Thursday, October 19, 2017

Curator's Notes: Spotlight on Carla Rae Johnson

Carla Rae Johnson, Please Touch Vesuvius, 2000

Carla Rae Johnson is a gifted artist whose accolades include a New York Foundation for the Arts fellowship, the Westchester Arts Council Design Commission for Cultural Tourism, the Studios Midwest Artist in Residence, and a Pollock-Krasner Grant.  Moreover, she is a much-beloved professor (or to quote her students: "awesome!"), an activist and a leader among artists in the Westchester/Hudson River area (she runs a fabulous salon).  Carla Rae's contribution to Bosom Bodies is part of her Séance Series, entitled Please Touch Vesuvius: Emily Dickinson Meets Marcel Duchamp.

Carla Rae explains: "Begun in 2000, this series proposes hypothetical meetings between creative and historic figures who never met during their life-times. The very first installment of this series is Emily Dickinson Meets Marcel Duchamp. In, The Séance Series the women in the sculptures and drawings pose a feminist challenge to their male counterparts testing courage and creative wits."   

Please Touch Vesuvius: "Asked to design an invitation in 1947, Duchamp submitted a rubber cast of a woman’s breast adhered to black velvet and titled Please Touch  Emily Dickinson, in several of her poems compares her explosive poetic powers (and, perhaps, some smoldering angers) to the natural force and heat of a volcano.  The juxtaposition of breast and volcano creates associations rich in visual/formal relationships, powerful contrasts, and gender role reversals."

Carla Rae Johnson,  Audre Lorde Meets Abraham Lincoln, 2007

Another installation from The Séance Series is a bridge made of rope and wood,  75 x 96 x 48 inches, which conceptualizes Audre Lorde Meets Abraham Lincoln, exhibited at Ceres Gallery in 2007.  The artists wrote: "Lorde and Lincoln play 'bridge.'   This bridge is not a card game, but a physical, symbolic span across an obstacle.  I think Audre Lorde would have confronted Lincoln on issues of race, power, and privilege, so it is Lincoln who must build the bridge. Not a straightforward crossing, this is a difficult, jagged transition; composed of huge steps, twists, inclines, and internal tensions.  At the top of the center of the crossing is a “spirit-level” symbolic of the quest to equalize and create a more level ground. Beneath the bridge sits the 'house.' Emblematic of the existing social structure, 'the master's house,' is the obstacle that must be bridged with understanding and common ground, level ground, so that together Lorde and Lincoln can dismantle its walls and work toward a just future."  Both Please Touch Vesuvius and Audre Lorde Meets Abraham Lincoln speak to Carla Rae's commitment to feminist issues and social justice.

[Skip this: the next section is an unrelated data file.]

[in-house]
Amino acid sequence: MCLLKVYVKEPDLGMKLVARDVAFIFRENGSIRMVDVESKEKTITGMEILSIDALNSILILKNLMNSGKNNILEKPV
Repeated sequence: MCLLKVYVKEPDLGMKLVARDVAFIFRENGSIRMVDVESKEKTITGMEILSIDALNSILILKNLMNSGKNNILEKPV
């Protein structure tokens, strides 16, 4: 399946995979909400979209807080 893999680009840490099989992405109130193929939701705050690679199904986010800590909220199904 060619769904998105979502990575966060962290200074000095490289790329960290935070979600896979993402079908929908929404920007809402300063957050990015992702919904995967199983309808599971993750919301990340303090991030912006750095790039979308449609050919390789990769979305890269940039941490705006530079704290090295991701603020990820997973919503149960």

Carla Rae Johnson, from PTSD (Post Trump Series of Drawings), 2017

Carla Rae's latest project is PTSD (Post Trump Series of Drawings), a sassy, savvy book of politically charged comments that features the artist's extraordinary draftsmanship. It is an absolute pleasure to pore over these beautifully limned images besides appreciating her astute appropriations of popular culture (yes, Carla Rae, it feels like Oz and we want to go home to Auntie Em).  Twenty percent (20%) of the sales price ($15) goes to the Southern Poverty Law Center.

Come celebrate Carla Rae Johnson's PTSD (Post Trump Series Drawings) at her book party!

Sunday, October 29th
923 Central Avenue, Peekskill, NY
 1- 4 PM.  

And then come to our Performances, Panel Discussion and Closing Party for Bosom Bodies, 3 - 5 PM, at SIA Gallery, 1 South Division Street, just down the road from the Bruised Apple.

* * *

Bosom Bodies remains open through October 29th.  Please join us this week for a slide lecture on "The History of the Breast in Art" offered by curator Beth S. Gersh-Nesic on Sunday, October 22nd, at 2 PM.   Gallery Hours: Friday,  Saturday, Sunday, 12 noon - 5 PM.

Bosom Bodies is a 


No comments:

Post a Comment

Christina Thomas: Healing Through Art

Christina Thomas,  "Hope" Prayer Box,  2017, featured in the  Bosom Bodies  exhibition, 2017 Spring is finally here!  And w...